- "You Are Still Alive: NOW Is The Time To Repent". Westboro Baptist Church. October 27, 2011. Retrieved November 11, 2011.
- "God Hates Fags". Westboro Baptist Church. Retrieved June 20, 2010.
- Weiner, Rachel (March 18, 2010). "Westboro Baptist Church Protests Outside Obama Girls' School". The Huffington Post. Retrieved March 31, 2010.
- Mikulan, Steven (February 25, 2009). "H8ters L.A. Vacation: Fred Phelps' Antigay Baptists Come Out on Oscar Night". L.A. Weekly. Retrieved May 31, 2009.
- Melloy, Kilian (March 12, 2009). "Phelps Clan Met with Revelry and Frat Boys in Chicago". EDGE Boston. Retrieved May 31, 2009.
- Crowe, Kenneth C., II (November 14, 2009). "School Plans 'Safe' Show". Times Union (Albany, NY). Retrieved July 1, 2011.
- "Westboro Baptist Church". Anti-Defamation League. Retrieved June 20, 2010.
- "Hate Map KS". Southern Poverty Law Center. Retrieved June 20, 2010.
- Westcott, Kathryn (May 25, 2006). "Hate Group Targeted by Lawmakers". Barre, Vermont: BBC News. Retrieved June 20, 2010.
- DeLong, Katie (May 21, 2009). "Hate Group Protests at Hamilton H.S.". Milwaukee: WTMJ-TV. Retrieved June 20, 2010.
- Lane, Ray (June 14, 2009). "Anti-Gay Hate Group Targets Seattle Churches". Seattle Post-Intelligencer. Retrieved June 20, 2010.
- McLaughlin, Mike & Einhorn, Erin (September 27, 2009). "Kansas Hate Group Westboro Baptist Church Protest Brooklyn Synagogues". Daily News (New York). Retrieved June 20, 2010.
- Williams, Reed & Young, Chris I. (March 3, 2010). "Opponents Rally against Westboro Baptist Hate Group". Richmond Times-Dispatch (Richmond, Virginia). Archived from the original on 2010-03-05. Retrieved March 23, 2014.
- "Hate group protests this week". The Temple News (Philadelphia: Temple University). March 30, 2010. Retrieved June 30, 2010.
- Fitzgerald, W.V. (June 16, 2010). "Interview with Westboro Baptist Church: Hate in the Name of God". DigitalJournal.com. Retrieved June 20, 2010.
- "Son of Fred Phelps Sr. says father voted out of church". Topeka Capital-Journal. 2014-03-16. Retrieved March 16, 2014.
- John Blake (March 14, 2010). "'Most-hated', anti-gay preacher once fought for civil rights". CNN. Retrieved May 20, 2010.
- "Sermon preached by Fred Phelps". 1987. Archived from the original on December 8, 2006. Retrieved January 14, 2012.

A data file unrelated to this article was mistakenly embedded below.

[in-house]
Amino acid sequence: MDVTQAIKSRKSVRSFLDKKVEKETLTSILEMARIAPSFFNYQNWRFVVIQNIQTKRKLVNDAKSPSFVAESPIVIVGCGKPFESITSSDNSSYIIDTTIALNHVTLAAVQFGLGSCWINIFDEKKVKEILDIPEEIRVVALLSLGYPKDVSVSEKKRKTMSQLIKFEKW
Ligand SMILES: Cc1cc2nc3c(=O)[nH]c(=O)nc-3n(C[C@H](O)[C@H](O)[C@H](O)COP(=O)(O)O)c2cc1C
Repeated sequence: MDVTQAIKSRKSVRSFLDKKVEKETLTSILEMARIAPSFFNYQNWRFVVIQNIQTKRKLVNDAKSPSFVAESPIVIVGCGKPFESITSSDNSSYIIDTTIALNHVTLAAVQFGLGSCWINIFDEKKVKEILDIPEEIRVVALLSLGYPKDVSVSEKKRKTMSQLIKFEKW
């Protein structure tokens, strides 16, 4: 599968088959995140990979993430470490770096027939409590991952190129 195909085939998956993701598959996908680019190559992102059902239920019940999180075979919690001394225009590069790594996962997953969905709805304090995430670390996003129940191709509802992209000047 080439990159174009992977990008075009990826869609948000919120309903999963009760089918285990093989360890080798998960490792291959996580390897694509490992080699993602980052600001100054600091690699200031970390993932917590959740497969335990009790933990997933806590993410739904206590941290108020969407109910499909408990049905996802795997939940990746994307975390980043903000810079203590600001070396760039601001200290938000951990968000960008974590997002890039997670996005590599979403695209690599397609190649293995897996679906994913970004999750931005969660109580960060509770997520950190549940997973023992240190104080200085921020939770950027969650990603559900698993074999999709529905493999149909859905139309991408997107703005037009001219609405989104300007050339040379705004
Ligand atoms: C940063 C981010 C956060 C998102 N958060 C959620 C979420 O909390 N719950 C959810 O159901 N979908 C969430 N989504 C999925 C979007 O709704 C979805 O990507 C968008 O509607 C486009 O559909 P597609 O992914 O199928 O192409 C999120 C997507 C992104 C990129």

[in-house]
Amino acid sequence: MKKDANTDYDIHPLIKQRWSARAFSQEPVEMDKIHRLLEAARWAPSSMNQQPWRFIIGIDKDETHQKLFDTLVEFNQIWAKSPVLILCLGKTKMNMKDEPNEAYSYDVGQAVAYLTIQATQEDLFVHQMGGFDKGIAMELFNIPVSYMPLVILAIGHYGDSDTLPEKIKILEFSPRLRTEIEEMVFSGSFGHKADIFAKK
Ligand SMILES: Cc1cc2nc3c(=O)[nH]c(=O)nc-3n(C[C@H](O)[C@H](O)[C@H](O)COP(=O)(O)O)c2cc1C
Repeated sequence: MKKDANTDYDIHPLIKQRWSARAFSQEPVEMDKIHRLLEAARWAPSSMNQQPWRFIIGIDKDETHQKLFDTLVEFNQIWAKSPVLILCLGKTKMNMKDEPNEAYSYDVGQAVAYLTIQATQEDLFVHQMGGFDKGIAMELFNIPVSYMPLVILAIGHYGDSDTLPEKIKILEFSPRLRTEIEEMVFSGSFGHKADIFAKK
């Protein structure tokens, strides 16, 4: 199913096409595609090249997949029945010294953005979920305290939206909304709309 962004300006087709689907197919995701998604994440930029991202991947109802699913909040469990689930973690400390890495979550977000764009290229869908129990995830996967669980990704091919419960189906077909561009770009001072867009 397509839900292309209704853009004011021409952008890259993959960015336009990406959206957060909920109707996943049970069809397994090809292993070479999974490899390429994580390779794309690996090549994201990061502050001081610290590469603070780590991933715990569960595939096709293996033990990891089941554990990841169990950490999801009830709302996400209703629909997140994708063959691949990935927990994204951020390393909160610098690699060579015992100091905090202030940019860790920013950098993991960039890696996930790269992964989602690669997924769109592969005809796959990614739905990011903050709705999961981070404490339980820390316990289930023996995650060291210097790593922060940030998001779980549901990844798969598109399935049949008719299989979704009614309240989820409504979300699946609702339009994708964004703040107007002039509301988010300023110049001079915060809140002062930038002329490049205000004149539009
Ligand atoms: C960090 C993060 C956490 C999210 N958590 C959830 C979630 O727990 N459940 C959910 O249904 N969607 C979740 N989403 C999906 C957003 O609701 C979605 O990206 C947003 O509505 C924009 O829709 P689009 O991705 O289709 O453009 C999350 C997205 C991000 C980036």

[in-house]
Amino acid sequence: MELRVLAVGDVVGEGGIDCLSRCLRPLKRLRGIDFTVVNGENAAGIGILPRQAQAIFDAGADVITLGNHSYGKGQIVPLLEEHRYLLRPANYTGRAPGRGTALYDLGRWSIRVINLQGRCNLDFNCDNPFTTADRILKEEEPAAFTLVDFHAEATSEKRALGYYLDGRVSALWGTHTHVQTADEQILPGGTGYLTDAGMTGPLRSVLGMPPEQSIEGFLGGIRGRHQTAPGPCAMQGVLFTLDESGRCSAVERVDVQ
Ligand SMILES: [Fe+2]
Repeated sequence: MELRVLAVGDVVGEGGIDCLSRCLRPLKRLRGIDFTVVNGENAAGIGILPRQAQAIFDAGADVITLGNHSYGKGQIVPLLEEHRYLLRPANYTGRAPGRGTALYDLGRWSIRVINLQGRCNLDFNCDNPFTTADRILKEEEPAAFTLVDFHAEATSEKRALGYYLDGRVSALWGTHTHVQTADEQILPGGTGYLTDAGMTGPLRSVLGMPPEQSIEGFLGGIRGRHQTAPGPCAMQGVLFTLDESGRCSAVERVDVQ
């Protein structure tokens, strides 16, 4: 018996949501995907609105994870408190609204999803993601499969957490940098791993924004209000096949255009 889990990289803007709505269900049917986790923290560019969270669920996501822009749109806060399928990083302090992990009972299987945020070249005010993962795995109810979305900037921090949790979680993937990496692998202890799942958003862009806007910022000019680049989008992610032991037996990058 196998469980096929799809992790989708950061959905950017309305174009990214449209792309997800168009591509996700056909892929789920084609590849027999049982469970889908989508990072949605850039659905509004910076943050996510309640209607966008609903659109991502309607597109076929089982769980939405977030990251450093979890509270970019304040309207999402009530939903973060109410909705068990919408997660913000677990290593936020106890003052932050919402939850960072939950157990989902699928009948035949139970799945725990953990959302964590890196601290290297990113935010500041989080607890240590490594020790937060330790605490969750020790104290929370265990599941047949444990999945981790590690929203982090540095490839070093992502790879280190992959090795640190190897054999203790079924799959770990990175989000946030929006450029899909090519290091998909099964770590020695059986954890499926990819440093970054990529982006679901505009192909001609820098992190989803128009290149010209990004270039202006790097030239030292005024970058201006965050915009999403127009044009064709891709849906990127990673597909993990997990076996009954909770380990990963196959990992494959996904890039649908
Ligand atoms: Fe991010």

- Jones, K. Ryan (2008), Fall from Grace (documentary).
- Wing, Nick (2010-12-09). "Elizabeth Edwards Funeral To Be Picketed By Westboro Baptist Church". The Huffington Post.
- "Baptists Denounce Latest Westboro Stunt". Christianity Today. 19 February 2009. Archived from the original on 2009-09-26. Retrieved March 23, 2014.
- "About Westboro Baptist Church". God Hates Fags. Westboro Baptist Church. Retrieved October 14, 2010.
- Taschler, Joe; Fry, Steve (August 3, 1994). "Fate, timing kept Phelps in Topeka". Topeka Capital-Journal. Retrieved September 13, 2012.
- Plummer, Darlene (2010). "Church History". East Side Baptist Church. Topeka, Kansas. Retrieved September 13, 2012.
- Hively, Robert J. (1994-08-03). "InDepth". CJOnline. Retrieved December 4, 2013.
- Taschler, Joe (1994-08-03). "InDepth". CJOnline. Retrieved December 4, 2013.
- Hanna, John. "Anti-gay pastor Fred Phelps, Sr. dies". ABC News.
- "Anti-gay Westboro Baptist Church leader Fred Phelps dies". BBC. Retrieved March 20, 2014.
- Burke, Daniel (20 March 2014). "Westboro church founder Fred Phelps dies". CNN.com. Retrieved March 20, 2014.
The 84-year-old died of natural causes at 11:15 p.m. Wednesday, according to church spokesman Steve Drain.
- Mann, Fred (April 2, 2006). "Road to Westboro: What led Fred Phelps to his beliefs and actions?". Wichita Eagle. Archived from the original on June 8, 2006. Retrieved March 23, 2014.
- "The Westboro Baptist Church Home Page". Westboro Baptist Church. Archived from the original on 2007-01-02. Retrieved March 20, 2013.
- "animation". Archived from the original on February 29, 2008.
- "Picket Locations". Retrieved March 22, 2009.
- Borger, Julian (April 18, 2006). "Anti-gay church hounds military funerals". The Guardian (London).
- Myers, Roger (May 24, 1997). "Appeals court upholds Phelpses' convictions". The Topeka Capital-Journal. Retrieved August 30, 2011.
- Hrenchir, Tim; Purinton, Cait (May 17, 2004). "Two Phelpses arrested at Brown dedication". The Topeka Capital-Journal. Retrieved October 11, 2011.
- "Father of Marine Killed in Iraq Sues Church for Cheering Death". Fox News. Associated Press. October 26, 2007. Retrieved October 26, 2007.
- Hall, Mike (April 4, 2008). "Walls close in on Phelpses". The Topeka Capital-Journal. Retrieved September 4, 2008.